So yeah, it’s all a matter of expectations and perspective. Valorant was always going to be under extra scrutiny simply because it’s made by Riot Games and the likes of CSGO and Overwatch are its direct competitors. Realistically speaking, though, people still have unrealistic (no pun intended) expectations regarding Valorant esports future.
People want to see numbers closer to those of CSGO and League of Legends, completely forgetting the fact that both of those belong to the very top of the esports ecosystem, and that a brand-new IP such as Valorant will need years and years for a mere chance of reaching the big boys.
Valorant Esports Events Thus Far | Key Takeaways
Valorant esports future is looking pretty bright if we are to judge it by the sheer number of events that have been hosted already. As stated earlier, Riot Games made all the right moves both pre-launch and post-launch, starting from the Twitch beta key drops all the way to supporting Valorant Ignition Series and heavily advertising the game at every corner.
Such a massive number of Valorant events must’ve been the biggest incentive for top-tier esports organizations like Team SoloMid, G2 Esports, and Cloud9 to join the developing Valorant scene. And they’re not the only ones – more prominent esports organizations are bound to follow alongside former pros coming from games like CSGO and Overwatch.
What are the key takeaways from Valorant esports events held thus far?
Well, there was a mix and mash of success, that’s for sure! The events kicked off in early April thanks to the Twitch Rivals series and had impressive numbers to show off for the entire duration of regional events. Looking back at the action, though, it’s pretty clear that the viewership boom was a direct result of Riot Games’ power move – Twitch beta key drops. Mind you, back then the game was still in beta. June 2nd was the release date, followed by another set of Twitch Rivals regional events just a few days later.
What started off as a booming bubble was quick to pop and retain only small fragments of its past glory. And we’re not just talking about the viewership numbers; we’re talking about the quantity and quality of the game’s competitions.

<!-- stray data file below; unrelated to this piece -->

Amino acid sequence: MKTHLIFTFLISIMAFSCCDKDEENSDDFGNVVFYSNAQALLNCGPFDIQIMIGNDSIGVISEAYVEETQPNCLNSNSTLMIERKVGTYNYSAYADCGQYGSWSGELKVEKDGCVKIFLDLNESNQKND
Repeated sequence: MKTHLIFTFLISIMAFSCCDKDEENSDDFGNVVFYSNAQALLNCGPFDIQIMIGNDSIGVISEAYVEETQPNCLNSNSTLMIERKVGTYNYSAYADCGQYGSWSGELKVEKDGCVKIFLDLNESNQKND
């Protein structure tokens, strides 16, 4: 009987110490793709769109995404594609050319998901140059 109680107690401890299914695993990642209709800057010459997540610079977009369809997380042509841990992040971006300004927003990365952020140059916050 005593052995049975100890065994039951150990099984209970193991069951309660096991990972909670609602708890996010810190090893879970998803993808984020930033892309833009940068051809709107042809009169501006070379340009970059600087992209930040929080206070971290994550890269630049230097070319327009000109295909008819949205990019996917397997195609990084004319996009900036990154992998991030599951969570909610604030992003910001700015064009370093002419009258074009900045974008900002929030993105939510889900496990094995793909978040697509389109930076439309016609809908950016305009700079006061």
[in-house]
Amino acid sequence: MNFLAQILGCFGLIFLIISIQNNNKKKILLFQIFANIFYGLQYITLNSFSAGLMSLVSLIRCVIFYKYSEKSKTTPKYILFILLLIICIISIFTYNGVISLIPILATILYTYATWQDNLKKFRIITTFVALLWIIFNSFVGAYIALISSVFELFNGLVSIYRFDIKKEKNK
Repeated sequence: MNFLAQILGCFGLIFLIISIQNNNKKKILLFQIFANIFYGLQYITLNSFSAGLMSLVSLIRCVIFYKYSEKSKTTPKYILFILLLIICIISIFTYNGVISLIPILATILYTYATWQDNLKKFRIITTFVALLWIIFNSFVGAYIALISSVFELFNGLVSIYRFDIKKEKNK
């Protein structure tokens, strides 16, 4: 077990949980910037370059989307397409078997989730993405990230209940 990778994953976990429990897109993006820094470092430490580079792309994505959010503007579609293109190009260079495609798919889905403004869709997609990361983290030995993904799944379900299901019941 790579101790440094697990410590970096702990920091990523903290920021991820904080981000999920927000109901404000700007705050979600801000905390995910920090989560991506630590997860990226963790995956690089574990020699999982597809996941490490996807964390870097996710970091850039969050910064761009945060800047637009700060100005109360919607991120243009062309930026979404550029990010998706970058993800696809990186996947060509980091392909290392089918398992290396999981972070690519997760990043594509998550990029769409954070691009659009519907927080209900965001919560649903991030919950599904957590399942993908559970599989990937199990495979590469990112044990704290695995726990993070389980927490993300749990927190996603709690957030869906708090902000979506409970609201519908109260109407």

Valorant Ignition Series to the Rescue
Ever since Riot Games’ Valorant ignition Series announcement, Valorant fans knew they were looking at the series that would push the brand-new title up, up and away. And it was a relative success, for the most part. We’ve seen eighteen Valorant Ignition Series events thus far, bringing forth more than $400,000 in prize money.
While Valorant Ignition Series did help the game attract more players and teams, and pushed its competitive scene up a notch, it will take more than that to bring Valorant near the top of the esports food chain. However, with the ongoing pandemic and all, it might be tricky for Valorant to reach its potential when LAN events are still off-limits, for the most part. Online event will have to suffice, I guess…
The Scene Needs More Top-Tier Events
If third-party event organizers won’t step their game up, it’s on Riot Games to continue investing in the development of their brand-new esports title. They already stated that they’ll let things flow naturally, but the game is in desperate need of another major event so it wouldn’t be surprising to see them step in.
Of course, I’m not rooting for a LAN event of any sort. It’s still too risky and would probably do more harm than good. Still, esports organizations like G2, Faze Clan and T1 can only do so much as far as event organization is concerned. The industry’s big boys need to show up and, hopefully with the help of Riot Games, present us with the biggest Valorant esports event yet!
Valorant Esports Future | What’s Next?
With that in mind, it’s about time to wrap everything up!
Valorant esports potential is definitely there! The game had massive exposure even before it was released. Post-release, people were expecting it to retain the massive Twitch viewership fueled by the beta key drops. Needless to say, that didn’t happen – the viewership numbers fell down and people started doubting Riot Games’ creation.
However, the viewership numbers aren’t catastrophic. Sure, they aren’t at the level of CSGO, Dota 2, or League of Legends, but expecting that from a brand-new game, a brand-new IP, is a bit silly, don’t you think?
Personally, I respect Riot Games and their passive approach with Valorant. They will let the game develop at its own pace without forcing it to become an immediate success. They won’t (hopefully) start pumping tons of money into it, hoping it’ll attract more partnerships. They’ll remain passive and jump in in times of need.
Seeing the number of professional organizations making their way into Valorant, and witnessing a huge influx of ex-CSGO stars flooding the scene, I honestly think nothing can endanger the future of Valorant esports. It won’t be a massive success right off the bat, but it will find its place under the dream sky of the esports industry.